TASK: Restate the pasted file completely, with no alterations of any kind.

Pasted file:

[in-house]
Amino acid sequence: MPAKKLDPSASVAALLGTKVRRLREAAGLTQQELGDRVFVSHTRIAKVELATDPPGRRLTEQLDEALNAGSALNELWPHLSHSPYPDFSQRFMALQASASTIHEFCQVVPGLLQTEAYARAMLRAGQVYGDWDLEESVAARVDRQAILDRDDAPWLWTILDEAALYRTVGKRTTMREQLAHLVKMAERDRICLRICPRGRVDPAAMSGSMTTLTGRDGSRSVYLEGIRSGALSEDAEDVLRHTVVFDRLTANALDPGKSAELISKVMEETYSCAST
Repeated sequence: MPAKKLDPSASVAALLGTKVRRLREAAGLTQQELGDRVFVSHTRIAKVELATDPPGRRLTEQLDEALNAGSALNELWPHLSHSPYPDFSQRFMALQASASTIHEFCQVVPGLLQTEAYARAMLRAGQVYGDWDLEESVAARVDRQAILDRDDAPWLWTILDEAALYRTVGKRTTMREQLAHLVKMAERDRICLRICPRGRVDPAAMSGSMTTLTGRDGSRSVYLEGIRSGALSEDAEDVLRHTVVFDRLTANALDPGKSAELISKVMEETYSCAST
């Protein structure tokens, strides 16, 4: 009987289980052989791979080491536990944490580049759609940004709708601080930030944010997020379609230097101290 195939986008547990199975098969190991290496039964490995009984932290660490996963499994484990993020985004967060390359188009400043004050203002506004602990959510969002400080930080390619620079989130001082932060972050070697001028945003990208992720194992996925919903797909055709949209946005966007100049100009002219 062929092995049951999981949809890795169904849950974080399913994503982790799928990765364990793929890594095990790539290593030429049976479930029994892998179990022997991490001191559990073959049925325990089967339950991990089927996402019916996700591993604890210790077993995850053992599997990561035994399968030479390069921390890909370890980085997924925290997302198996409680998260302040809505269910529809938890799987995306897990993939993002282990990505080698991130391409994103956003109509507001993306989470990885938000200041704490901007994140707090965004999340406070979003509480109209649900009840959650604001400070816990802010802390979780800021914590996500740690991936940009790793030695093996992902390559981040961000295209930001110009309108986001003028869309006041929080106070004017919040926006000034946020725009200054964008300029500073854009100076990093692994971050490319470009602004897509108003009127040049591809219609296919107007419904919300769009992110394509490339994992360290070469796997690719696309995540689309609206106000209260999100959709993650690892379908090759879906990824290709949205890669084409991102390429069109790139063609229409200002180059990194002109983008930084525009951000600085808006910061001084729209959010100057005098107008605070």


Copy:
[in-house]
Amino acid sequence: MPAKKLDPSASVAALLGTKVRRLREAAGLTQQELGDRVFVSHTRIAKVELATDPPGRRLTEQLDEALNAGSALNELWPHLSHSPYPDFSQRFMALQASASTIHEFCQVVPGLLQTEAYARAMLRAGQVYGDWDLEESVAARVDRQAILDRDDAPWLWTILDEAALYRTVGKRTTMREQLAHLVKMAERDRICLRICPRGRVDPAAMSGSMTTLTGRDGSRSVYLEGIRSGALSEDAEDVLRHTVVFDRLTANALDPGKSAELISKVMEETYSCAST
Repeated sequence: MPAKKLDPSASVAALLGTKVRRLREAAGLTQQELGDRVFVSHTRIAKVELATDPPGRRLTEQLDEALNAGSALNELWPHLSHSPYPDFSQRFMALQASASTIHEFCQVVPGLLQTEAYARAMLRAGQVYGDWDLEESVAARVDRQAILDRDDAPWLWTILDEAALYRTVGKRTTMREQLAHLVKMAERDRICLRICPRGRVDPAAMSGSMTTLTGRDGSRSVYLEGIRSGALSEDAEDVLRHTVVFDRLTANALDPGKSAELISKVMEETYSCAST
């Protein structure tokens, strides 16, 4: 009987289980052989791979080491536990944490580049759609940004709708601080930030944010997020379609230097101290 195939986008547990199975098969190991290496039964490995009984932290660490996963499994484990993020985004967060390359188009400043004050203002506004602990959510969002400080930080390619620079989130001082932060972050070697001028945003990208992720194992996925919903797909055709949209946005966007100049100009002219 062929092995049951999981949809890795169904849950974080399913994503982790799928990765364990793929890594095990790539290593030429049976479930029994892998179990022997991490001191559990073959049925325990089967339950991990089927996402019916996700591993604890210790077993995850053992599997990561035994399968030479390069921390890909370890980085997924925290997302198996409680998260302040809505269910529809938890799987995306897990993939993002282990990505080698991130391409994103956003109509507001993306989470990885938000200041704490901007994140707090965004999340406070979003509480109209649900009840959650604001400070816990802010802390979780800021914590996500740690991936940009790793030695093996992902390559981040961000295209930001110009309108986001003028869309006041929080106070004017919040926006000034946020725009200054964008300029500073854009100076990093692994971050490319470009602004897509108003009127040049591809219609296919107007419904919300769009992110394509490339994992360290070469796997690719696309995540689309609206106000209260999100959709993650690892379908090759879906990824290709949205890669084409991102390429069109790139063609229409200002180059990194002109983008930084525009951000600085808006910061001084729209959010100057005098107008605070």